Friday, December 26, 2014

Korean Seafood Pancakes

Last Year's Post: Spanakopita
Two Years Ago:  Chorizo and Mushroom Fideua

I can't seem to get enough Korean food lately.  I love the bold, clean flavors and particularly like adapting heavy recipes to be lighter but with the same flavor profile (for example, substituting ground turkey for beef in Korean Sliders).  I was attracted to these Korean Seafood Pancakes because they're already light and make a fast and easy (but exotic) weekday dinner.  The other thing that I liked was that this recipe is adapted to use ingredients commonly available in American grocery stores so I didn't have to go buy special items at the Asian market  (which I like to do, but there's a limit to how much stuff I can fit in the pantry).

Start to finish, they take maybe 30 minutes at most, and 10 minutes of that is spent prepping the vegetables into thin and pretty slivers, making the dipping sauce, and prepping the shrimp.

After prepping the vegetables and mixing a simple batter, all that's left is to cook each pancake for about 4 minutes.  You can keep the cooked pancakes warm on a plate in the oven, or serve them at room temperature - they're equally good both ways.  The pancakes may tear somewhat as you flip them, but don't worry - you'll cut the pancakes up for dipping anyway.

My favorite part is that you can use all shrimp, or substitute part or all of the shrimp with lump crab or lobster meat.  If you decide to add lobster, take the raw meat out of a lobster tail and cut it into relatively thin pieces similar to the shrimp so they'll cook at the same rate.  The pancakes cook for 3 minutes on one side and 1 minute on the other, which is enough time to cook the thin seafood pieces completely.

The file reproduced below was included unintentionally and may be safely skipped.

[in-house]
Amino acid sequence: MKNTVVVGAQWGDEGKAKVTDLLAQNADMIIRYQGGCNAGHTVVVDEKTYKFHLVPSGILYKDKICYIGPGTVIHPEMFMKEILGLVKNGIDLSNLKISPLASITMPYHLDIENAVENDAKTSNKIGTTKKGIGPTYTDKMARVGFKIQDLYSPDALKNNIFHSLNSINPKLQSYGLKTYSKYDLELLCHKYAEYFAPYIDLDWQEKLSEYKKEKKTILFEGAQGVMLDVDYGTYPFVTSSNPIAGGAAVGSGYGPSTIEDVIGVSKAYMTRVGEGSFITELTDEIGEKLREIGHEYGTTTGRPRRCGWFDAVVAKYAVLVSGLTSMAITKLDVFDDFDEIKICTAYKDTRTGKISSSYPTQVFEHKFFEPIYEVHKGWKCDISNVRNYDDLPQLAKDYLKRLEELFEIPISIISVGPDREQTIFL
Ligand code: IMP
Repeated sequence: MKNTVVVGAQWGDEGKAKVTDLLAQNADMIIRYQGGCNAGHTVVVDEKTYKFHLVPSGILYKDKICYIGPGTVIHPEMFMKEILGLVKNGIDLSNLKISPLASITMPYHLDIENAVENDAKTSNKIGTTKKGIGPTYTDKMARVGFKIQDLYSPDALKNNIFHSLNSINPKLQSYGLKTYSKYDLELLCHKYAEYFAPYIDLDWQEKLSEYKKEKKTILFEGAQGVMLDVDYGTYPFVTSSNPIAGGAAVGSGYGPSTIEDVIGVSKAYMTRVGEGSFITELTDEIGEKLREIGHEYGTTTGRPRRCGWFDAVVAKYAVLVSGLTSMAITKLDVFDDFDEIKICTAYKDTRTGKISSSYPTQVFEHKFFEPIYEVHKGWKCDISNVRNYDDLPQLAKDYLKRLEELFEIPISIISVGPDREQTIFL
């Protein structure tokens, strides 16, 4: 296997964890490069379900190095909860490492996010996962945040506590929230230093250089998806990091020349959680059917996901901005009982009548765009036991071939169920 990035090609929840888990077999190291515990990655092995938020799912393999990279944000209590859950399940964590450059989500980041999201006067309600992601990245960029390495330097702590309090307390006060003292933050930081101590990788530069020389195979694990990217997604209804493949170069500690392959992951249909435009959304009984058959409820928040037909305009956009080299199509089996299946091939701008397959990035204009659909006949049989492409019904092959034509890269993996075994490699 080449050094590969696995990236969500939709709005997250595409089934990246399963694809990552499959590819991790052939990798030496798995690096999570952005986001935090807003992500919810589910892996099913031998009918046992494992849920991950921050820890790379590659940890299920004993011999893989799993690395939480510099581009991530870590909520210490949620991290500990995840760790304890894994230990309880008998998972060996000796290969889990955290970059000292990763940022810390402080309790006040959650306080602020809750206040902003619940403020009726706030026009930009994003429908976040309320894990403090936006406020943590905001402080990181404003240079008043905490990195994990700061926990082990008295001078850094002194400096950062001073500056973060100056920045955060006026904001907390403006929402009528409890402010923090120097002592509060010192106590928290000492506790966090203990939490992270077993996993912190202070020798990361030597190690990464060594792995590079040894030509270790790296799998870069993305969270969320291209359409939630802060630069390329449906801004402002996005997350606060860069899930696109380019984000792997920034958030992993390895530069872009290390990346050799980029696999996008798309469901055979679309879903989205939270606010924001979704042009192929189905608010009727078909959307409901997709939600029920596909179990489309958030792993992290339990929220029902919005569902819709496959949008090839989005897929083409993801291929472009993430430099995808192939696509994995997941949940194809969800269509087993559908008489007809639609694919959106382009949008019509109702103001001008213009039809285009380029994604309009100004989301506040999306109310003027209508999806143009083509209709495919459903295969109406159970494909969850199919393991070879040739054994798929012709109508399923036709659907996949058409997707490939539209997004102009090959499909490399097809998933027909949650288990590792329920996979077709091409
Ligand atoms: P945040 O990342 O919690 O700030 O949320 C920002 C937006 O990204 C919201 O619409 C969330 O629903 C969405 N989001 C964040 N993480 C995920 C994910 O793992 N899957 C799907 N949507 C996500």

Don't be scared by the amount of jalapeno.  The first time I made the sauce, I cut the jalapeno in half just to be safe, and the sauce wasn't even remotely spicy - I needed both jalapenos to give it a kick.  However, jalapenos can vary widely in their heat, so my advice is to taste the dipping sauce with one jalapeno and then add the second as needed.

printable recipe
Korean Seafood Pancakes
Serves 4

1 cup all-purpose flour
½ cup cornstarch
½ teaspoon salt
1 large egg
1 ¾ cups water
¼ cup vegetable oil
4 large green onions, halved crosswise and cut into very thin strips
1 red bell pepper, cored and seeded, cut into very thin strips
1 large jalapeno, halved, cored and seeded, cut into very thin strips
1 lb medium shrimp, peeled, deveined and halved lengthwise (or substitute lump crab or lobster meat pieces for all or part of the shrimp)

For the Dipping Sauce
½ cup soy sauce
2 tablespoons rice vinegar
2 green onions, minced
2 jalapenos, seeded and minced
1 ½ teaspoons toasted Asian sesame oil

To make the dipping sauce, combine all ingredients in a small bowl.  Set aside.

In a large bowl, whisk together the flour, cornstarch and salt.  Whisk the egg with the water, then whisk into the flour mixture until smooth.

In an 8-inch non-stick skillet, heat 1 tablespoon of oil over medium-high heat until shimmering.  Add one quarter each of the green onions, red pepper and jalapeno.  Add one quarter of the shrimp, scattering them evenly in the pan.  Pour about 1/3 cup of the batter evenly over everything, tilting the pan to spread it.  Cook until the bottom is browned, about 3 minutes.

Using a large spatula, carefully flip the pancake (don’t worry if it tears) and cook on the other side for about 60 seconds, until lightly browned.  Slide the pancake onto a plate and make 3 more pancakes in the same way.

Cut into quarters (or medium pieces) and serve with the dipping sauce.

Saturday, December 20, 2014

Cheddar Olives

Last Year's Post: Brie & Pomegranate Toasts
Two Years Ago:  Fondue